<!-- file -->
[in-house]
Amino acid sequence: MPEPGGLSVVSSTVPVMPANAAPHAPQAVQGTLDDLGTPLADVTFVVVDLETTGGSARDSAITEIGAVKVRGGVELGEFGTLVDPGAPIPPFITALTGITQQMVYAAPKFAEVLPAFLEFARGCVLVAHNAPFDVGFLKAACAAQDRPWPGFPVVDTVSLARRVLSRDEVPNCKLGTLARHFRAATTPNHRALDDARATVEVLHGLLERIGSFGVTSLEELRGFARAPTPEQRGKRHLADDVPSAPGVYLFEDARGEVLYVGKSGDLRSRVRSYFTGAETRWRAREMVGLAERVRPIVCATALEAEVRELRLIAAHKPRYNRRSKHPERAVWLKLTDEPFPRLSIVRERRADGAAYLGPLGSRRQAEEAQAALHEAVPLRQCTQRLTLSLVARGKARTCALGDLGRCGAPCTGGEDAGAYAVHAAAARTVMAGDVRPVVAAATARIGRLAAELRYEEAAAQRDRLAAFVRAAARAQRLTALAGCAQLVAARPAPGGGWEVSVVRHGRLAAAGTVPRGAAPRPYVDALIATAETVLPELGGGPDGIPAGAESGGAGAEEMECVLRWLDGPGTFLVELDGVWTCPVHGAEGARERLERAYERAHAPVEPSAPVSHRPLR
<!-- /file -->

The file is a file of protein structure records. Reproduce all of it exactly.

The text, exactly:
[in-house]
Amino acid sequence: MPEPGGLSVVSSTVPVMPANAAPHAPQAVQGTLDDLGTPLADVTFVVVDLETTGGSARDSAITEIGAVKVRGGVELGEFGTLVDPGAPIPPFITALTGITQQMVYAAPKFAEVLPAFLEFARGCVLVAHNAPFDVGFLKAACAAQDRPWPGFPVVDTVSLARRVLSRDEVPNCKLGTLARHFRAATTPNHRALDDARATVEVLHGLLERIGSFGVTSLEELRGFARAPTPEQRGKRHLADDVPSAPGVYLFEDARGEVLYVGKSGDLRSRVRSYFTGAETRWRAREMVGLAERVRPIVCATALEAEVRELRLIAAHKPRYNRRSKHPERAVWLKLTDEPFPRLSIVRERRADGAAYLGPLGSRRQAEEAQAALHEAVPLRQCTQRLTLSLVARGKARTCALGDLGRCGAPCTGGEDAGAYAVHAAAARTVMAGDVRPVVAAATARIGRLAAELRYEEAAAQRDRLAAFVRAAARAQRLTALAGCAQLVAARPAPGGGWEVSVVRHGRLAAAGTVPRGAAPRPYVDALIATAETVLPELGGGPDGIPAGAESGGAGAEEMECVLRWLDGPGTFLVELDGVWTCPVHGAEGARERLERAYERAHAPVEPSAPVSHRPLR